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Geological Clues Point to Nearby Kimberlite at Talmora's Seahorse Project

Talmora Diamond Inc. has released an exploration update, sharing the outcomes of a recent sampling program conducted on the Seahorse Project. This project is a 50/50 joint venture between the Company and Olivut Resources Ltd.

Image Credit: ognennaja/Shutterstock.com

The Saskatchewan Research Council (SRC) has announced that a 323.35 kg sample of beach sand heavy mineral concentrate, taken close to the main Seahorse target, yielded 18 microdiamonds (<0.5 mm) when subjected to caustic fusion analysis. The sample of beach sand was taken from strandline material, which is normally fine-grained and naturally concentrated due to wave action.

The majority of the strandlines were generally less concentrated than they had been during the previous sampling. The majority of the material analyzed (more than 95%) had grain sizes smaller than 0.5 mm, which would reduce the likelihood of finding any macro diamonds (>0.5 mm).

To follow up on the previously reported macro and microdiamonds found in a small 1.8 kg sample collected from the same location, the mini bulk sample was taken. The two preceding diamonds were linked to two unaltered G-9 pyrope garnets, a picro-ilmenite, ilmenite alteration products frequently observed in kimberlites, a large quantity of low chrome spinel that is kimberlitic and possibly kimberlitic, and smaller quantities of low Mg high Mn ilmenite.

In the Juina region of Brazil and the surrounding areas of Venezuela, low chrome spinel and high Mn ilmenite are found as inclusions in low nitrogen to nitrogen free diamonds. It has recently been demonstrated that large diamonds are nitrogen-free.

Large diamonds may exist in the Seahorse area due to the presence of low chrome spinel and low Mg high Mn ilmenite, which have compositions similar to those found in low nitrogen to nitrogen free diamonds.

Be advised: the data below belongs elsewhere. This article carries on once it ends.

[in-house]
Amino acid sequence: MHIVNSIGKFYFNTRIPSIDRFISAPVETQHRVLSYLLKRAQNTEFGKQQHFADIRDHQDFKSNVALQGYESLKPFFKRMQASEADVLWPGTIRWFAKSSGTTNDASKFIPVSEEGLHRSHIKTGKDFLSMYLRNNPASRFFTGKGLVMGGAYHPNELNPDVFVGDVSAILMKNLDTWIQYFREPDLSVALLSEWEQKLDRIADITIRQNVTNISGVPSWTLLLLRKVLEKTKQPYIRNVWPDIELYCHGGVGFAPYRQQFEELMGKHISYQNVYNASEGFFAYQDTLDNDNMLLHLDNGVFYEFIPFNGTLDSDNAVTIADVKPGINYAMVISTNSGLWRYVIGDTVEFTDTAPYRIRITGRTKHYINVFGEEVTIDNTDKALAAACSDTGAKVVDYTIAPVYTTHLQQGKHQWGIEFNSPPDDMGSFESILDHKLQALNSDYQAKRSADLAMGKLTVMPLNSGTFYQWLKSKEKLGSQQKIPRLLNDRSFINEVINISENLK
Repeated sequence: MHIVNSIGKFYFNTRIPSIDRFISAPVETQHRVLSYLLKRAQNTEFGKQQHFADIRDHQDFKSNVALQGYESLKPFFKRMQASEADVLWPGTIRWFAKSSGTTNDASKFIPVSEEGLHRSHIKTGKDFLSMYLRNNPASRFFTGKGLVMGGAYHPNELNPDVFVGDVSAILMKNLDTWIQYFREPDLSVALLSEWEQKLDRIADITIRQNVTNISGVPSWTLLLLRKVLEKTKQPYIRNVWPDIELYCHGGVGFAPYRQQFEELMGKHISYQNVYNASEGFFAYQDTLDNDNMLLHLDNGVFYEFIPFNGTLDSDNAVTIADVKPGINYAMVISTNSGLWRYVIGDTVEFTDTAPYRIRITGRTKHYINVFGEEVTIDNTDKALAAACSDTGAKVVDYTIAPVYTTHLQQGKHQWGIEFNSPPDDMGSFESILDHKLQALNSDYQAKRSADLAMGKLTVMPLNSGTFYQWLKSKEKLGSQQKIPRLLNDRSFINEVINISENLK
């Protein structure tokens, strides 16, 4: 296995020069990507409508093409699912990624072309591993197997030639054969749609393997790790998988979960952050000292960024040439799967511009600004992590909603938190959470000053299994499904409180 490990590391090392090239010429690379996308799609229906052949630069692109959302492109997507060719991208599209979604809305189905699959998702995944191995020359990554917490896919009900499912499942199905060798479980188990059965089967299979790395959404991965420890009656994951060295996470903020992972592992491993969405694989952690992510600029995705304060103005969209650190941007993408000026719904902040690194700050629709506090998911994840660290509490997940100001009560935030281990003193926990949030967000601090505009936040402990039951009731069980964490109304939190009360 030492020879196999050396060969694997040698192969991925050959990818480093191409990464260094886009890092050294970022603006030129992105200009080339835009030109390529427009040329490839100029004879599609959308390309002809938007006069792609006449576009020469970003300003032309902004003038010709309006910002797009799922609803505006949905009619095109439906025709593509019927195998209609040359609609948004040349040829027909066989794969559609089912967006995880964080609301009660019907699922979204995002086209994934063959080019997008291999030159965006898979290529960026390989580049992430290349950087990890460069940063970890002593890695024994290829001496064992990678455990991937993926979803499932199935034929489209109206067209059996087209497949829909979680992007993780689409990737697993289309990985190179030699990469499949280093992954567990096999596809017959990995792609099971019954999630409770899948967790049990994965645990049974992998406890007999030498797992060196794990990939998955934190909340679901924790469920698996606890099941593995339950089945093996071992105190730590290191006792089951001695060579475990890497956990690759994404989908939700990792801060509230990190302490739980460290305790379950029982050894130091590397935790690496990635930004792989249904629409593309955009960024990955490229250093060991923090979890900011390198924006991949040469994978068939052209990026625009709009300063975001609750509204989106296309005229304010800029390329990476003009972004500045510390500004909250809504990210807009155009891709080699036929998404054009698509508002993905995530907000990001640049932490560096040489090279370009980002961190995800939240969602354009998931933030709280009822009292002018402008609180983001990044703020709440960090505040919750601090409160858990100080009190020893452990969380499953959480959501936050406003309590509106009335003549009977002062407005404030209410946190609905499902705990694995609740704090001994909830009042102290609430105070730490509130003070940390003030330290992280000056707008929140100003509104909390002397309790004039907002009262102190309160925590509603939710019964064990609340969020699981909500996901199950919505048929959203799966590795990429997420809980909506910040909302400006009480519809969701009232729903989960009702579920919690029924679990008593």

After being carried westward by paleo-streams and Cretaceous marine currents, Diamondex discovered 15 macro and near-macroscopic diamonds approximately 200 km to the west, while Darnley Bay discovered 3 macro diamonds 100 km to the north, carried by glaciers from the Seahorse region. It is very encouraging to find 19 microdiamonds and 1 macrodiamond in field samples at the junction of these two broad, regional vectors.

In the Slave geological province, diamonds found in field samples unrelated to known kimberlites typically have two pyropes and seven spinels, while diamonds associated with known kimberlites typically have 103 pyropes and 228 spinels. In addition to two pyropes, which are typically destroyed by weathering, each of the first two Seahorse diamonds had 202 kimberlitic and possibly kimberlitic spinels, which, based on the spinels, indicated the presence of a nearby kimberlite.

The clay found in four nearby drill holes contains high Mn ilmenite and kimberlitic spinel, which may be weathered kimberlite. Their presence with diamonds in the beach concentrates suggests that some of the clay in these holes may be kimberlitic.

The reverse circulation airblast (RAB) drill used in earlier drilling operations was inappropriate for the sticky clays that were encountered. Sample recovery was challenging, and contamination from marine clays above was unavoidable. It will be necessary to use a core drill to recover weathered kimberlite so that its diamond and rare earth element content can be assessed in order to test the main target and drill the previous targets again.

The Seahorse Project is thought to have the potential to host sizable diamondiferous kimberlite bodies, have mineral chemistry suggesting the possibility of large, valuable diamonds, and have elevated REE values in the deeply weathered surface zone that could be recovered as a byproduct.

On the Horton Project, in which the Company owns a 100% interest, many targets are drill ready.

Source: http://www.talmoradiamond.com/

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